Owners of the two largest cattle transportation businesses in West Australia have demanded that inquiry be launched into why Main Roads tried to compel the company to put modified, unsafe semitrailers on the road.
The appeal judgement handled by the District court ruled that the result could have been “catastrophic”.
Operating the fully loaded semitrailers could cause the driver to lose control, crash and subsequently cause injury or death to the driver and people in other vehicles according to Comissioner Michael Gething.
This ruling commences a three and half yearlong battle between managing director John Mitchell and Main Roads and the director-general of the Department of Transport.
Mitchell stated that the costs have not simply been monetary since his reputation and credibility have been severely damaged.
Mitchell wants the Minister for Transport to investigate wh Main Roads tried to force the company into doing this and why heavy vehicle appears to be put last in what appears to be a campaign against them.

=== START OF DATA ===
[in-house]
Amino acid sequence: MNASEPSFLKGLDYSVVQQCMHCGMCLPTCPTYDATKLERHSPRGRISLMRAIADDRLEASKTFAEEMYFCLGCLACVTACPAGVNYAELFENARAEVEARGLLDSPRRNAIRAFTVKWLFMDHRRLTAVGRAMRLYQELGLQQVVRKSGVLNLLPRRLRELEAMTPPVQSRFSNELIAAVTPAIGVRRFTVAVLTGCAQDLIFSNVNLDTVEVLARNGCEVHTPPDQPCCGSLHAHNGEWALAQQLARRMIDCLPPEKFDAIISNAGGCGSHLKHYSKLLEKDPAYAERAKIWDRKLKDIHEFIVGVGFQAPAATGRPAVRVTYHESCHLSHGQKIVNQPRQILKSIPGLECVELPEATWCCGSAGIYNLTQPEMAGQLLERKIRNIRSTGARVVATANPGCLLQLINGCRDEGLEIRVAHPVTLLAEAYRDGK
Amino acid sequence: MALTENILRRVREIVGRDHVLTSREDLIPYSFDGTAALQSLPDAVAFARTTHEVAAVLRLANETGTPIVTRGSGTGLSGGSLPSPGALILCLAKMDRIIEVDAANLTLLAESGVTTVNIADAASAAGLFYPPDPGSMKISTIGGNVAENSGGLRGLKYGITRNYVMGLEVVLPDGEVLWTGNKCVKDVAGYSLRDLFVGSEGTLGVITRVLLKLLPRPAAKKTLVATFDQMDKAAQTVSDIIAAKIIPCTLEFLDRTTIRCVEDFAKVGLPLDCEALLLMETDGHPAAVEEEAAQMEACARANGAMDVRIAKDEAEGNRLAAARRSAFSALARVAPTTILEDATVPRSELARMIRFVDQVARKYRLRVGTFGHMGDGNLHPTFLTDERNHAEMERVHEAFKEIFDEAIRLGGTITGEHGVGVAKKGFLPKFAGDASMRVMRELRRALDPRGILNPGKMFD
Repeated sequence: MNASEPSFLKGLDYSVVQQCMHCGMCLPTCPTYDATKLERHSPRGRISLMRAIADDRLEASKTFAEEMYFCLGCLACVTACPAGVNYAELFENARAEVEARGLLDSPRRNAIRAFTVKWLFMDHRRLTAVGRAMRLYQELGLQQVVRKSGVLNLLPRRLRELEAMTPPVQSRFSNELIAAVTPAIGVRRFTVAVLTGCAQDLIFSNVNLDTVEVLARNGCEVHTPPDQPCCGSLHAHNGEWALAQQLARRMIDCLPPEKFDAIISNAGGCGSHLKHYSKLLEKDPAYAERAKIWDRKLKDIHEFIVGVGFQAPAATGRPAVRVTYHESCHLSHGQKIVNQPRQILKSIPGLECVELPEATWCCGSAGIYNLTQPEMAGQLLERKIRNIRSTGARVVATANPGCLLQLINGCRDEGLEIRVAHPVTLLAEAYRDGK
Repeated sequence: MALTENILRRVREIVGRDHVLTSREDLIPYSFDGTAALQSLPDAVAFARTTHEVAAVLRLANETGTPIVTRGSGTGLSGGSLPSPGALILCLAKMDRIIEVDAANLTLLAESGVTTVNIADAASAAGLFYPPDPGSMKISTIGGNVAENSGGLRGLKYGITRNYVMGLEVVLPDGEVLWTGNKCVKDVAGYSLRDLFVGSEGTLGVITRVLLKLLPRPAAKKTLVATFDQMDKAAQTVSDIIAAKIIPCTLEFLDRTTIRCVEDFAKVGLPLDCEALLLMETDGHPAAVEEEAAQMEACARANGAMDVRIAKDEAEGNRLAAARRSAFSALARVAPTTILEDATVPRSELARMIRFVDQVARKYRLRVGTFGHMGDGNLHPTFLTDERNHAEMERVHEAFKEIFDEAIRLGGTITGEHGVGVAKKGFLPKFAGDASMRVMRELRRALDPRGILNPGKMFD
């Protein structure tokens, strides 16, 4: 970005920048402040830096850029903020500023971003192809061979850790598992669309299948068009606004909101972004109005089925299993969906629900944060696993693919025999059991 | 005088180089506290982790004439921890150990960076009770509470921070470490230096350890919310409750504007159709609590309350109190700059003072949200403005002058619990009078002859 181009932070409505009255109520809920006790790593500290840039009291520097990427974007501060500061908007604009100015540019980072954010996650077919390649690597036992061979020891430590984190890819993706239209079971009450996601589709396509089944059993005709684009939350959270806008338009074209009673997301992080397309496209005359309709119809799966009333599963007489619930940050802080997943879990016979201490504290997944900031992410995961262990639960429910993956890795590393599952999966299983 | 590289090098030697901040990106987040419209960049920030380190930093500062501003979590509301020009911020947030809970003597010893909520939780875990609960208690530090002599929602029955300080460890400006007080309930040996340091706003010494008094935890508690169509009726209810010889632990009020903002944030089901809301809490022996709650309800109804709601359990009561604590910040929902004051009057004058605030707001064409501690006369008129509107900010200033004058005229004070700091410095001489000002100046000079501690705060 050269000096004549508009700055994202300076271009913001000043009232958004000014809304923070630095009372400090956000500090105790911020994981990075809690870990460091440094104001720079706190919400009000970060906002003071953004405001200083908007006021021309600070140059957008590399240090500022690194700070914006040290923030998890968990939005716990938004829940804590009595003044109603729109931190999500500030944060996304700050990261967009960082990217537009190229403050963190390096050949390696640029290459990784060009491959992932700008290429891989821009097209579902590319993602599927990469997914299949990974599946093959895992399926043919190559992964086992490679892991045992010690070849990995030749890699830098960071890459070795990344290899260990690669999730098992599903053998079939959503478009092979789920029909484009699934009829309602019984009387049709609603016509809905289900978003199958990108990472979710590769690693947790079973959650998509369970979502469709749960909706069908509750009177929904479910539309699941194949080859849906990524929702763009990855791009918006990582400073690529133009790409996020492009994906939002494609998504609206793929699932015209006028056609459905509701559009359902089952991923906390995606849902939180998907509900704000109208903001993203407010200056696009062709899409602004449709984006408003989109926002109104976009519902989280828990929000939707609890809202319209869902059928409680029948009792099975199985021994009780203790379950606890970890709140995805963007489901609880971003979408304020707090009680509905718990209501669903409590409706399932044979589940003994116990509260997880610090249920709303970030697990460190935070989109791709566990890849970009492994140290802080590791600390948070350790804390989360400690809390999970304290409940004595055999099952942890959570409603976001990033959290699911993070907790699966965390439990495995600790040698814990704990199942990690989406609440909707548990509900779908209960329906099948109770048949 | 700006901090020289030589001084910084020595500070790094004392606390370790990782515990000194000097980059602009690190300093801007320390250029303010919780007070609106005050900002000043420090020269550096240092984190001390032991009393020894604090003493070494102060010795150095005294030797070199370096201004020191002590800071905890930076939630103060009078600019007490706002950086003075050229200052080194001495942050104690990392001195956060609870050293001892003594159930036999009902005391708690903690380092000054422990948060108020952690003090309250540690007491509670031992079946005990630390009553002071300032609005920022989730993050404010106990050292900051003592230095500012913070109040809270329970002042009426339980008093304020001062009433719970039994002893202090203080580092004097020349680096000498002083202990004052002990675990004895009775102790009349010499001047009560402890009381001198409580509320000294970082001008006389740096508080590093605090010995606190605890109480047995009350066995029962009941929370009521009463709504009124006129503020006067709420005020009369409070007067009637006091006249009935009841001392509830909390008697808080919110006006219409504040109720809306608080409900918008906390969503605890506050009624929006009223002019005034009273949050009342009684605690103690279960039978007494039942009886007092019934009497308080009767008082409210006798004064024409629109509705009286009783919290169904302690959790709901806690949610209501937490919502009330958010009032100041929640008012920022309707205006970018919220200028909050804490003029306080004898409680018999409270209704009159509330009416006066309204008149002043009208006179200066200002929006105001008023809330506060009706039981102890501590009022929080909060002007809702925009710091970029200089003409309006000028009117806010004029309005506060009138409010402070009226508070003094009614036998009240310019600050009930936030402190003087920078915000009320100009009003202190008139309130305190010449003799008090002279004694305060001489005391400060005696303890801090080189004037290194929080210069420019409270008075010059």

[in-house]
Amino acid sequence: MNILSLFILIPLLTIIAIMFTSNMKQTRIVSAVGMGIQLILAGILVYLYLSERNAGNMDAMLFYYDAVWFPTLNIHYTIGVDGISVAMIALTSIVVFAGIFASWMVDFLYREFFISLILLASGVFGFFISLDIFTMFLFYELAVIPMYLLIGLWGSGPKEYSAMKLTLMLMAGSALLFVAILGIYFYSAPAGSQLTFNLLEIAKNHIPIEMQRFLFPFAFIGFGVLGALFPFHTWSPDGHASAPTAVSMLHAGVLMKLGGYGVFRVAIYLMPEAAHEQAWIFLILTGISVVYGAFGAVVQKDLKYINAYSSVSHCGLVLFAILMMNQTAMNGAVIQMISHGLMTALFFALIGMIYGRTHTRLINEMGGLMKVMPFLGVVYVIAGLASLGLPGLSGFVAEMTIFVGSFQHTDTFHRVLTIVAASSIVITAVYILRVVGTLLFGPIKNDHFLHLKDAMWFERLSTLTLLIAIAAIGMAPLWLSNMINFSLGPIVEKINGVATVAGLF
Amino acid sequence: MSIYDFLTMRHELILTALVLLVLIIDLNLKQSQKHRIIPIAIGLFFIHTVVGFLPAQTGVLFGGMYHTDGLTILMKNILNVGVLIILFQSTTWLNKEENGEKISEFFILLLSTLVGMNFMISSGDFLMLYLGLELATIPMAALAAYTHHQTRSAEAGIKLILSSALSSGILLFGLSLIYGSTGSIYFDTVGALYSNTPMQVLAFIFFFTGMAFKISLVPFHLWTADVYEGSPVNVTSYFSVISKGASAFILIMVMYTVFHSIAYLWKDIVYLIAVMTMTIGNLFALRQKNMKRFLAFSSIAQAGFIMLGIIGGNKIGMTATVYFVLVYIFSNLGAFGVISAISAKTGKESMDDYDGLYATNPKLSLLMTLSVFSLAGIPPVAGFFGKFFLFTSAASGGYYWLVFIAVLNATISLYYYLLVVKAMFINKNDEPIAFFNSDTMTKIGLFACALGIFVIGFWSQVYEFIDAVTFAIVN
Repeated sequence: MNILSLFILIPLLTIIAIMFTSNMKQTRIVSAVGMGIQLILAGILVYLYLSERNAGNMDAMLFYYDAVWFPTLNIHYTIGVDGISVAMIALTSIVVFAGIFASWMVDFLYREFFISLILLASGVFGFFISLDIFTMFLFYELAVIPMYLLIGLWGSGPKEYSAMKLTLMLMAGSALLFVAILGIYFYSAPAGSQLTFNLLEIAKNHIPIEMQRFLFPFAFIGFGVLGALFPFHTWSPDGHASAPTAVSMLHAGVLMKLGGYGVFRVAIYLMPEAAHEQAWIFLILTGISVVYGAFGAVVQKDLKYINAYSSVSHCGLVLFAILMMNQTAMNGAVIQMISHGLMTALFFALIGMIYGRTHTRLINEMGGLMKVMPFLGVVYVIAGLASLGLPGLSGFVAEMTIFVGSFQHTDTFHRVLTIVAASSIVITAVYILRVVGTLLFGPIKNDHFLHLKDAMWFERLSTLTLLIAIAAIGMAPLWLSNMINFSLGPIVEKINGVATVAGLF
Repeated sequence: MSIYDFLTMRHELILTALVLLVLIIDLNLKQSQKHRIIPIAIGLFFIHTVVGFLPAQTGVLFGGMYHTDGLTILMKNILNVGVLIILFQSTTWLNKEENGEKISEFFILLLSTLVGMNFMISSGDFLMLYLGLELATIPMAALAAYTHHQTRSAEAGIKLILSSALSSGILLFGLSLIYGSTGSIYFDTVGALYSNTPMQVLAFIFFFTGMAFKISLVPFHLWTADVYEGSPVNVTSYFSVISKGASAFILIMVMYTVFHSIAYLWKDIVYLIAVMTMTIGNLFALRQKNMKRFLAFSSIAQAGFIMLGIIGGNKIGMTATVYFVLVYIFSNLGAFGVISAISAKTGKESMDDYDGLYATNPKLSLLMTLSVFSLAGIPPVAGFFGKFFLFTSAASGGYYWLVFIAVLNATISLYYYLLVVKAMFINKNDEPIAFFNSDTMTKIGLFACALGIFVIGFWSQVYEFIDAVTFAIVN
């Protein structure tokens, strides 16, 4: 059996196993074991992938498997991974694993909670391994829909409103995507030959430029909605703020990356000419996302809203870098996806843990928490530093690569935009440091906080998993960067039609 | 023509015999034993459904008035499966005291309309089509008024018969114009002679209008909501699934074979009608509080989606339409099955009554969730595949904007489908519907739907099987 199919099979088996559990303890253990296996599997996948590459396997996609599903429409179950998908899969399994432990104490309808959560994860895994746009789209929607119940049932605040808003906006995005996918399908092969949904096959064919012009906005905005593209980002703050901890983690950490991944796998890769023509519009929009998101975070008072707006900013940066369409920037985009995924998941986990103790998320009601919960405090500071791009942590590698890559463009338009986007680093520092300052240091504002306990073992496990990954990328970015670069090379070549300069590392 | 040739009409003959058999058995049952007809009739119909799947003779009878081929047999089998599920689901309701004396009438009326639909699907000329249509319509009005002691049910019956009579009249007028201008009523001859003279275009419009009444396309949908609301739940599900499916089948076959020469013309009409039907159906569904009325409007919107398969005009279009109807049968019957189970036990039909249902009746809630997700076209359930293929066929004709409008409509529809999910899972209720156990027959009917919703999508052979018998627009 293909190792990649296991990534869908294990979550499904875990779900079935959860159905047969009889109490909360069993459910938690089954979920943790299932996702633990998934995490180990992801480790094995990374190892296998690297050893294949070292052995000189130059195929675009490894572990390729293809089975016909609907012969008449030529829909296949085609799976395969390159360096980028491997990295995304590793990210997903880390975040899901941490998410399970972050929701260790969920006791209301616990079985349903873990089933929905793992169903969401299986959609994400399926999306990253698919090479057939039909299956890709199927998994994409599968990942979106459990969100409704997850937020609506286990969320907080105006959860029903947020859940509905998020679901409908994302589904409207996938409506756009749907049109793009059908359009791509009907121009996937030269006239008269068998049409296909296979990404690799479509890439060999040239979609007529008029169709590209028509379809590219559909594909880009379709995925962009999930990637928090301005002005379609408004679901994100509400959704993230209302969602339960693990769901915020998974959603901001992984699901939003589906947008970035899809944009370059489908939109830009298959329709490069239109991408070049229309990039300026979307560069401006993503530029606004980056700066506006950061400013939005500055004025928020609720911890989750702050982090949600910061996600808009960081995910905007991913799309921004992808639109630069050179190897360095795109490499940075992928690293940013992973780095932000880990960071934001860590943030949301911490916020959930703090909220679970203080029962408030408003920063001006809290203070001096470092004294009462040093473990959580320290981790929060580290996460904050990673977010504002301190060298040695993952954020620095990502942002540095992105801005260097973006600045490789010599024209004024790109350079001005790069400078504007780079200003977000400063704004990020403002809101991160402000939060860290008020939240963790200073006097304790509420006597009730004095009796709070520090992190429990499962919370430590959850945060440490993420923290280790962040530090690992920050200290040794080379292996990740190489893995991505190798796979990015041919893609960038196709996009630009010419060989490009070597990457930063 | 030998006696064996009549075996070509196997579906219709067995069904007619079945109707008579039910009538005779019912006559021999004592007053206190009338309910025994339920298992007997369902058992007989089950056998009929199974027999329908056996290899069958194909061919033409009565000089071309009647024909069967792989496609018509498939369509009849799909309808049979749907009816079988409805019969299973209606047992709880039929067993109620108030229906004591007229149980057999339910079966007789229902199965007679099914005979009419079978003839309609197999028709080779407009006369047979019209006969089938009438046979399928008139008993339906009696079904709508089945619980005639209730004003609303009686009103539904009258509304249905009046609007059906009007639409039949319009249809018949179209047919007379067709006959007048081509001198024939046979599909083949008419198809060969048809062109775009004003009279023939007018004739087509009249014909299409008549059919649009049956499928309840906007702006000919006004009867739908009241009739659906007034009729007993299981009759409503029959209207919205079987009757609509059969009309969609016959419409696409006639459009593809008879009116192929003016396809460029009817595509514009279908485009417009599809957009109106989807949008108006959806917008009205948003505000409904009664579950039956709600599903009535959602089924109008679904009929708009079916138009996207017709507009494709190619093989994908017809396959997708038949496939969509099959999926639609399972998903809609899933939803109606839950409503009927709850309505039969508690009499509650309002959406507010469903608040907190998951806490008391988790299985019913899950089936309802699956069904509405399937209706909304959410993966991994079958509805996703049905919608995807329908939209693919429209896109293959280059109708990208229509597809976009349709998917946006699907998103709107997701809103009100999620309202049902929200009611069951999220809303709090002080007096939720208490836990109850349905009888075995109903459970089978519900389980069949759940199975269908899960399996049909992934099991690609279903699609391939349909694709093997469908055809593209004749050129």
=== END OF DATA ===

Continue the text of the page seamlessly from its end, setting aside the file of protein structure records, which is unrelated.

Mitchelles 70-year-old family run company operates over 20 combinations of trailers and boasts an “impeccable” safety record.
The issue at hand was involving B-doubles, which are two trailers that weigh about 70.5 tonnes when fully loaded with cattle.
Prior to 2002, Mitchelle built eight B-doubles at a length of about 20m of internal deck space.
The rules were then changed which subsequently restricted B-doubles to 18.8m but Main Roads approved permits to the company to continue running the units.
Each unit costs approximately $280,000 each, and Mitchelle intended to run his B-doubles until June 2017, however in 2008 Main Roads insisted that Mitchell modified his B-doubles by building a partition in the front unit. This is intended to restrict the overall length of the unit to 18.5 m deck space.
Mitchell denied their demands since he alleges that it would render the rigs unsafe because of the way the load would be distributed.
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